Labor Day Reflections, A Day Late and a Dollar Short

Tuesday, September 7, 2010 \PM\.\Tue\.

Labor unions are typically justified as a means of raising the wages of workers. According to this view, workers individually lack the bargaining power necessary to negotiate a decent wage, but by banding together they can increase their bargaining power and gain a higher wage at the expense of Capital.

The perspective of neoclassical economics on this issue is a little different. Neoclassical economists wouldn’t deny that the above story could be true for individual cases, at least in the short term. What they would deny, however, is that unions can raise the real wages of workers generally or over the long term. This is because unions ultimately benefit their members not at the expense of Capital but at the expense of other workers. It’s true that when a union shop wins a wage increase above the market rate this will initially be paid by employers. But according to the neoclassical picture this increase will ultimately be offset either by higher prices or by lower employment (as paying the increased wages leads marginal firms to either go out of business, cut back their workforce, etc.) Since each union benefits its own members at the expense of everyone else, unionizing all workers would result not in higher wages for workers generally, but would lead to the individual gains of each worker being more than offset by the higher prices and lower growth caused by the unionization of everyone else.

Which perspective is right? A few months ago the blogger/economist Tino from SuperEconomy compared the share of workers covered by collective bargaining agreements with Labor’s share of GDP. If the pro-union perspective is correct, and unions lead to higher wages at the expense of Capital, then labor ought to have a higher share of income in countries with more unionization. If the neoclassical picture is correct, by contrast, and unions benefit some workers at the expense of others, then the correlation between unionization and labor’s share of income ought to be small if not nonexistent.

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Jesus, Mary, Joseph and the Stone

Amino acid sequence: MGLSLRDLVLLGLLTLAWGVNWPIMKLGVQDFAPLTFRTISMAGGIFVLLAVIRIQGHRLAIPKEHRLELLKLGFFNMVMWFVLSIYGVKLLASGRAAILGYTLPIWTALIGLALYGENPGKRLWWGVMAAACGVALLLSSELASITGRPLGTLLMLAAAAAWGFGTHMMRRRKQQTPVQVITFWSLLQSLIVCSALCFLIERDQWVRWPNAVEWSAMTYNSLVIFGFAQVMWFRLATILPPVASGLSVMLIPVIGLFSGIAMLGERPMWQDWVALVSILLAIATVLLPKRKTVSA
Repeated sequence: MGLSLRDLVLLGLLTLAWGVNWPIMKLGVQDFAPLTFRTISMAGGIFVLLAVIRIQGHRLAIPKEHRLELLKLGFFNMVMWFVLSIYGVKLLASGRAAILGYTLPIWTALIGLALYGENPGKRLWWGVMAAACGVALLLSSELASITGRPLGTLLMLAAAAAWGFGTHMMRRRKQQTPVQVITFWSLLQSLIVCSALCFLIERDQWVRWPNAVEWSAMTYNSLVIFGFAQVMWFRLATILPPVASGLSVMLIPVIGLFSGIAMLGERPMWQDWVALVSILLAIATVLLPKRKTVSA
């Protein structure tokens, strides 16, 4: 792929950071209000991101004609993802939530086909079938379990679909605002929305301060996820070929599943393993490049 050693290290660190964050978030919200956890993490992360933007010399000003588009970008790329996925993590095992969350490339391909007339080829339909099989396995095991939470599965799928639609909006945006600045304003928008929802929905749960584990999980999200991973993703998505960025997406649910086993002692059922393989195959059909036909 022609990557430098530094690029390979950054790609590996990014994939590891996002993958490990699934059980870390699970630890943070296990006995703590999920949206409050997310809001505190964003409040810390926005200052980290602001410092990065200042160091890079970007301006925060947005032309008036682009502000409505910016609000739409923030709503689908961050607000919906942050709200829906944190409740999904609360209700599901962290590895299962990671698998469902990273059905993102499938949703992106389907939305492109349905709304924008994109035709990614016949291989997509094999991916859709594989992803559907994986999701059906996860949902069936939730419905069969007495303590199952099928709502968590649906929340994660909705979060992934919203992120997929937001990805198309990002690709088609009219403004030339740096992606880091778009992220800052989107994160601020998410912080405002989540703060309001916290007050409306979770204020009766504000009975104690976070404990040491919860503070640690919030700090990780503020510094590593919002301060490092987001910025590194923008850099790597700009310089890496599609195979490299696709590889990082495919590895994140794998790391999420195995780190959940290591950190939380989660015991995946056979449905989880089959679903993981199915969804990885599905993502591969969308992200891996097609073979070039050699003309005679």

Monday, September 6, 2010 \AM\.\Mon\.

On Labor Day it is good to recall Saint Joseph the Worker.  When God decided to partake in our humanity, He could have had anyone for His foster father, and He chose a humble carpenter, a man who worked with his hands.  Why?

The Bible gives us no indication that Saint Joseph was intelligent, brave or resourceful.  He may have been all these things, but the Bible does not tell us.  We know that he was of the House of David, but judging from all indications in the Bible he lived in humble circumstances.  What made Joseph stand out to God other than the fact of his heritage?

Kindness I think, simple human kindness.  This was graphically demonstrated at the very beginning when Saint Joseph first is mentioned in the Gospel of Saint Matthew 1:18 and 19:

Now this is how the birth of Jesus Christ came about.
When his mother Mary was betrothed to Joseph,
but before they lived together,
she was found with child through the Holy Spirit.
Joseph her husband, since he was a righteous man,
yet unwilling to expose her to shame,
decided to divorce her quietly.

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Subsidiarity at Work

Monday, September 7, 2009 \PM\.\Mon\.

dilbert subsidiarity

Everyone here at the American Catholic hoped that you all have had a happy Labor Day weekend.

The principle of Subsidiarity states that government should undertake only those initiatives which exceed the capacity of individuals or private groups acting independently.

Pope Leo XIII developed the principle in his AD 1891 encyclical Rerum Novarum.  The principle was further developed by Pope Pius XI in his AD 1931 encyclial Quadragesimo Anno.

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To learn more about Subsidiarity click here.

To read Pope Leo XIII’s encyclical Rerum Novarum click here.

To read Pope Pius XI‘s encyclical Quadragesimo Anno click here.

For more Dilbert funnies click here.


Saint Isidore the Laborer

Monday, September 7, 2009 \AM\.\Mon\.

Saint Isidore the Laborer

On this day on which we celebrate the workers of America, it is good to recall a simple day laborer who became one of Spain’s most beloved saints.  Also known as Saint Isidore the farmer,  he was born around 1170 and lived his entire life in the vicinity of Madrid, in service as a farm laborer to the family of Juan de Vargas.  Some of his fellow workers complained to Vargas that Saint Isidore was late for work due to his habit of attending Mass each day.  Checking up on his worker, he found Saint Isidore praying while an angel was doing the plowing!  Eventually Vargas made Saint Isidore bailiff of his entire estate.  Tales of miracles surround Saint Isidore.  One relates how he brought the daughter of his employer back to life.  Another tells how he found water during a time of drought.  He was noted for his charity to the poor and to animals.

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